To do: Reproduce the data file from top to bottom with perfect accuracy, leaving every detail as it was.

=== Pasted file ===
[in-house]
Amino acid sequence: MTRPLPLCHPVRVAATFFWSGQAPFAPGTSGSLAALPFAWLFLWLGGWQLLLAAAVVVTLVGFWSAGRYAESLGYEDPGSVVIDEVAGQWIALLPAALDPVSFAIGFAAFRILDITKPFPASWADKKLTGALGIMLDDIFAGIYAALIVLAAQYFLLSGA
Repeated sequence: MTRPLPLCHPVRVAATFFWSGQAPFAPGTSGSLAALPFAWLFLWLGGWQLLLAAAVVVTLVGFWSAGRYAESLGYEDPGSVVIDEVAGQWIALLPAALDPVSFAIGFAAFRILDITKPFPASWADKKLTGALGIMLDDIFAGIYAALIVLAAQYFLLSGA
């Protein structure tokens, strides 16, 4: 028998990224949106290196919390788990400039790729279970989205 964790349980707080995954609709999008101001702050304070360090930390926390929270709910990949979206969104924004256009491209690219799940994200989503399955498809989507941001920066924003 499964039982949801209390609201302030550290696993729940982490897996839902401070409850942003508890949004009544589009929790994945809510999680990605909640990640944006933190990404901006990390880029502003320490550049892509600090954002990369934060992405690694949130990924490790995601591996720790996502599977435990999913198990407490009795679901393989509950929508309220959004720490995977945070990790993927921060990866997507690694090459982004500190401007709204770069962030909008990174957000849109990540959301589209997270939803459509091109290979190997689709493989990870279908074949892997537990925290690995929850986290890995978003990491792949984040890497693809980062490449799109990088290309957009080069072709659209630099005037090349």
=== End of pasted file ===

[in-house]
Amino acid sequence: MTRPLPLCHPVRVAATFFWSGQAPFAPGTSGSLAALPFAWLFLWLGGWQLLLAAAVVVTLVGFWSAGRYAESLGYEDPGSVVIDEVAGQWIALLPAALDPVSFAIGFAAFRILDITKPFPASWADKKLTGALGIMLDDIFAGIYAALIVLAAQYFLLSGA
Repeated sequence: MTRPLPLCHPVRVAATFFWSGQAPFAPGTSGSLAALPFAWLFLWLGGWQLLLAAAVVVTLVGFWSAGRYAESLGYEDPGSVVIDEVAGQWIALLPAALDPVSFAIGFAAFRILDITKPFPASWADKKLTGALGIMLDDIFAGIYAALIVLAAQYFLLSGA
């Protein structure tokens, strides 16, 4: 028998990224949106290196919390788990400039790729279970989205 964790349980707080995954609709999008101001702050304070360090930390926390929270709910990949979206969104924004256009491209690219799940994200989503399955498809989507941001920066924003 499964039982949801209390609201302030550290696993729940982490897996839902401070409850942003508890949004009544589009929790994945809510999680990605909640990640944006933190990404901006990390880029502003320490550049892509600090954002990369934060992405690694949130990924490790995601591996720790996502599977435990999913198990407490009795679901393989509950929508309220959004720490995977945070990790993927921060990866997507690694090459982004500190401007709204770069962030909008990174957000849109990540959301589209997270939803459509091109290979190997689709493989990870279908074949892997537990925290690995929850986290890995978003990491792949984040890497693809980062490449799109990088290309957009080069072709659209630099005037090349």